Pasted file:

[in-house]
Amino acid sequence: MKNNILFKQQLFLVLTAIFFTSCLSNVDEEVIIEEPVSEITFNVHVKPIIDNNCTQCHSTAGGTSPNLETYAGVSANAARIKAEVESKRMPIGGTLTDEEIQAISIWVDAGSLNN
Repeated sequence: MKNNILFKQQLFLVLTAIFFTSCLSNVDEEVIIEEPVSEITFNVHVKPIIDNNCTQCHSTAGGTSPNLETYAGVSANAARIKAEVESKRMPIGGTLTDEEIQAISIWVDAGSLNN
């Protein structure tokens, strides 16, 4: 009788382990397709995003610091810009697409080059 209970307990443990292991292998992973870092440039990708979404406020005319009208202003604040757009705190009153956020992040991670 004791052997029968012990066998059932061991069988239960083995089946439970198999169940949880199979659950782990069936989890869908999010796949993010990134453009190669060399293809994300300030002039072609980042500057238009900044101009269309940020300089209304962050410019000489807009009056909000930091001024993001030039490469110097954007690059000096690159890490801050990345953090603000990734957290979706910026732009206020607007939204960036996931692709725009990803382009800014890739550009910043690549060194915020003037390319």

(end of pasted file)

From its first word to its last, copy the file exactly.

[in-house]
Amino acid sequence: MKNNILFKQQLFLVLTAIFFTSCLSNVDEEVIIEEPVSEITFNVHVKPIIDNNCTQCHSTAGGTSPNLETYAGVSANAARIKAEVESKRMPIGGTLTDEEIQAISIWVDAGSLNN
Repeated sequence: MKNNILFKQQLFLVLTAIFFTSCLSNVDEEVIIEEPVSEITFNVHVKPIIDNNCTQCHSTAGGTSPNLETYAGVSANAARIKAEVESKRMPIGGTLTDEEIQAISIWVDAGSLNN
């Protein structure tokens, strides 16, 4: 009788382990397709995003610091810009697409080059 209970307990443990292991292998992973870092440039990708979404406020005319009208202003604040757009705190009153956020992040991670 004791052997029968012990066998059932061991069988239960083995089946439970198999169940949880199979659950782990069936989890869908999010796949993010990134453009190669060399293809994300300030002039072609980042500057238009900044101009269309940020300089209304962050410019000489807009009056909000930091001024993001030039490469110097954007690059000096690159890490801050990345953090603000990734957290979706910026732009206020607007939204960036996931692709725009990803382009800014890739550009910043690549060194915020003037390319």